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One of the most common issues with Shakespare’s plays is understanding the language. He used not only words that have fallen out of fashion for today’s English language, but the pronunciation and even colloquial expressions, cultural references, and some jokes we find in the plays are all so far removed from the way we talk today that it can be hard to understand what’s going on, especially if you’re just trying to read the plays instead of seeing them performed. At least in the theater you have context clues to help you. If you are also someone who finds Shakespeare’s language hard to follow, then not only are you in good company, but this is the episode for you. It’s true that Shakespeare’s language is difficult, and it turns out the history of linguistics and the development of the English language can explain why. During Shakespeare’s lifetime is when English went through a major change called the Great Vowel Shift, and was being influenced by key events going on at the time. Here today to share with us how languages grow, and explain some of the phrases, words, and even pronunciation that was unique to English for Shakespeare’s lifetime, is our guest and professor of linguistics in the English department at University of Nevada, Reno, Valerie Fridland. 

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Dr. Valerie Fridland is a professor of sociolinguistics and the former director of English graduate studies at the University of Nevada in Reno. Studying the science and culture behind the way we speak, her work receives support from both the National Endowment for the Humanities and the National Science Foundation. She writes regularly for the popular Grammar Girl podcast and contributes a monthly blog on language to Psychology Today.  Her new book, Like Literally, Dude! Arguing for the good in ‘bad’ English, uncovers the surprising history and purpose behind all the speech habits we love to hate and is available for pre-order with Viking/Penguin Press.   You can also sometimes catch her appearing on The Lisa Show, the Every Little Thing podcast, CBS news, The Nation and Newsy’s The Why.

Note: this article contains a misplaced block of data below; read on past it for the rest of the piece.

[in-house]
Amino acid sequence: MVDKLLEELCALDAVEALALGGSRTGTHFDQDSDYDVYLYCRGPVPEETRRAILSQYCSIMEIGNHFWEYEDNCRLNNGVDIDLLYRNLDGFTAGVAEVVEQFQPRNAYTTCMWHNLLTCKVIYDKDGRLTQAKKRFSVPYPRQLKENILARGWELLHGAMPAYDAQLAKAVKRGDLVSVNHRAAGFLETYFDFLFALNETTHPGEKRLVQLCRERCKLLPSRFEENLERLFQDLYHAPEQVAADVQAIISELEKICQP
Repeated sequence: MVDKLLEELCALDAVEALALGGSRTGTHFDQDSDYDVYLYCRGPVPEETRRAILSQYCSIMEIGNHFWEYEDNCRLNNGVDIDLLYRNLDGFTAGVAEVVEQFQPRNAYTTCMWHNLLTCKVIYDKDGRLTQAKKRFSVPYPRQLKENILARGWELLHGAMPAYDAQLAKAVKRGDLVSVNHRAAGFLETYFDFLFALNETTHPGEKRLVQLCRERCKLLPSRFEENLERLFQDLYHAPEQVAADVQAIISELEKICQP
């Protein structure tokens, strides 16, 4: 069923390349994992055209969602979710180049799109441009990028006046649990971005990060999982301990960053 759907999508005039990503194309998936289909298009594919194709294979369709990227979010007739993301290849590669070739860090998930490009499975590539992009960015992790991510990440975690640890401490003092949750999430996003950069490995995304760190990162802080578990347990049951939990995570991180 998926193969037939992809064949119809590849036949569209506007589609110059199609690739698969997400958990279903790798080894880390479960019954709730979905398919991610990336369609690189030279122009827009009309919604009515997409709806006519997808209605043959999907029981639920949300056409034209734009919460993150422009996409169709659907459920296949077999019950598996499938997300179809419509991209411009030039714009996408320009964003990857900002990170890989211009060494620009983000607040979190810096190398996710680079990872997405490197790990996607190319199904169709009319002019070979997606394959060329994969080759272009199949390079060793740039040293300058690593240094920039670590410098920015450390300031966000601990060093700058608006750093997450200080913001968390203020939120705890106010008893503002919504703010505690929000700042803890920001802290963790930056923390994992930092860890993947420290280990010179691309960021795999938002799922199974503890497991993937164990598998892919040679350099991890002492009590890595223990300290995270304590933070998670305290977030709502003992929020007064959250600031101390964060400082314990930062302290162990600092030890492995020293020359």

I’ll be asking Valerie Fridland about:

  • Why is the language of Shakespeare’s plays so hard to understand even for modern day British English speakers? 
  • How influential is the culture of a time period over how they spoke? Does the context of what was going on in England at the time of Shakespeare help us understand the phrases and expressions in his plays? 
  • We do not use “thee” and “thou” in common speech today, but it’s all over Shakespeare’s works. How was thee and thou used in Shakespeare’s lifetime–was this considered a formal or informal way to address someone?
  • …and more!

Books and Resources Valerie Fridland recommends:

Early Modern English

For more specific details on language change during the era, including a section on Shakespeare’s role as a neologist:

For in-depth scholarly work on how English developed during the period: Görlach, M. (1991). Introduction to Early Modern English. Cambridge: Cambridge University Press.

Dialects of Middle English

You might also enjoy That Shakespeare Life’s interviews with David and Ben Crystal. They both demonstrate OP (Original Pronunciation) in their interviews:

Original Practice with Ben Crystal

How Shakespeare Sounded with David Crystal

“Your accent is something finer than you could purchase in so removed a dwelling.”

— As You Like It, III.2